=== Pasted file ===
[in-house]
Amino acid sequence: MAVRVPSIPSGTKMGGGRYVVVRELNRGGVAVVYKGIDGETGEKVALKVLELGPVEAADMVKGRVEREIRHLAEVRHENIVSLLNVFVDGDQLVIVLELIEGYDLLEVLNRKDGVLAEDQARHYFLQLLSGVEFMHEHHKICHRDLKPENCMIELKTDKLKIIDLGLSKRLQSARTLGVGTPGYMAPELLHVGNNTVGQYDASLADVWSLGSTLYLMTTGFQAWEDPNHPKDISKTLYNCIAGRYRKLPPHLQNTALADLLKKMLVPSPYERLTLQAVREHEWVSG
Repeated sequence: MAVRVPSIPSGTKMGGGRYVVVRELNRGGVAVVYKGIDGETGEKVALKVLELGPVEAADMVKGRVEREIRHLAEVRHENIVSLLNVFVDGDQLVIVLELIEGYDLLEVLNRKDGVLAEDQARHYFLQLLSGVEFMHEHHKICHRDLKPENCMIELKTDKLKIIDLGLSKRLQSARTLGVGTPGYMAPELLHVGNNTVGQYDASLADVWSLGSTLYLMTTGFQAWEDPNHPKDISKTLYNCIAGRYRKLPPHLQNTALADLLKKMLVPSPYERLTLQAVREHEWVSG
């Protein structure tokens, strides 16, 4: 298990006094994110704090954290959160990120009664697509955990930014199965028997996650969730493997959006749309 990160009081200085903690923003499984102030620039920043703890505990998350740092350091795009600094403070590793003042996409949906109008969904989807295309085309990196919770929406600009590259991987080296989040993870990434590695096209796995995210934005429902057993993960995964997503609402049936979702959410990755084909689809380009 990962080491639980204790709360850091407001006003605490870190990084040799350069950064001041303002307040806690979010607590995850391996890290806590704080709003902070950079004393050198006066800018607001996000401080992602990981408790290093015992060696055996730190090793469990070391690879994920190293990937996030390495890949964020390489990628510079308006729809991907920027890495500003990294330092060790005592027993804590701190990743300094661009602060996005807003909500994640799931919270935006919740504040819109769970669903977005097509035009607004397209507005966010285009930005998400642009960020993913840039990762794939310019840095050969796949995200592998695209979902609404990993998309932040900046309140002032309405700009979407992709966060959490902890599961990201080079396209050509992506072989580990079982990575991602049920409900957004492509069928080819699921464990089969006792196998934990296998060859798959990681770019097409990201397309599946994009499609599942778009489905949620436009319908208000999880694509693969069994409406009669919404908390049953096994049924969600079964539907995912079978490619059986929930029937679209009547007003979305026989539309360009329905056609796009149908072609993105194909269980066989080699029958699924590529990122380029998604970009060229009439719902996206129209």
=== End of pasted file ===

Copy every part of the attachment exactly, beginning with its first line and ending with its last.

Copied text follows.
[in-house]
Amino acid sequence: MAVRVPSIPSGTKMGGGRYVVVRELNRGGVAVVYKGIDGETGEKVALKVLELGPVEAADMVKGRVEREIRHLAEVRHENIVSLLNVFVDGDQLVIVLELIEGYDLLEVLNRKDGVLAEDQARHYFLQLLSGVEFMHEHHKICHRDLKPENCMIELKTDKLKIIDLGLSKRLQSARTLGVGTPGYMAPELLHVGNNTVGQYDASLADVWSLGSTLYLMTTGFQAWEDPNHPKDISKTLYNCIAGRYRKLPPHLQNTALADLLKKMLVPSPYERLTLQAVREHEWVSG
Repeated sequence: MAVRVPSIPSGTKMGGGRYVVVRELNRGGVAVVYKGIDGETGEKVALKVLELGPVEAADMVKGRVEREIRHLAEVRHENIVSLLNVFVDGDQLVIVLELIEGYDLLEVLNRKDGVLAEDQARHYFLQLLSGVEFMHEHHKICHRDLKPENCMIELKTDKLKIIDLGLSKRLQSARTLGVGTPGYMAPELLHVGNNTVGQYDASLADVWSLGSTLYLMTTGFQAWEDPNHPKDISKTLYNCIAGRYRKLPPHLQNTALADLLKKMLVPSPYERLTLQAVREHEWVSG
């Protein structure tokens, strides 16, 4: 298990006094994110704090954290959160990120009664697509955990930014199965028997996650969730493997959006749309 990160009081200085903690923003499984102030620039920043703890505990998350740092350091795009600094403070590793003042996409949906109008969904989807295309085309990196919770929406600009590259991987080296989040993870990434590695096209796995995210934005429902057993993960995964997503609402049936979702959410990755084909689809380009 990962080491639980204790709360850091407001006003605490870190990084040799350069950064001041303002307040806690979010607590995850391996890290806590704080709003902070950079004393050198006066800018607001996000401080992602990981408790290093015992060696055996730190090793469990070391690879994920190293990937996030390495890949964020390489990628510079308006729809991907920027890495500003990294330092060790005592027993804590701190990743300094661009602060996005807003909500994640799931919270935006919740504040819109769970669903977005097509035009607004397209507005966010285009930005998400642009960020993913840039990762794939310019840095050969796949995200592998695209979902609404990993998309932040900046309140002032309405700009979407992709966060959490902890599961990201080079396209050509992506072989580990079982990575991602049920409900957004492509069928080819699921464990089969006792196998934990296998060859798959990681770019097409990201397309599946994009499609599942778009489905949620436009319908208000999880694509693969069994409406009669919404908390049953096994049924969600079964539907995912079978490619059986929930029937679209009547007003979305026989539309360009329905056609796009149908072609993105194909269980066989080699029958699924590529990122380029998604970009060229009439719902996206129209």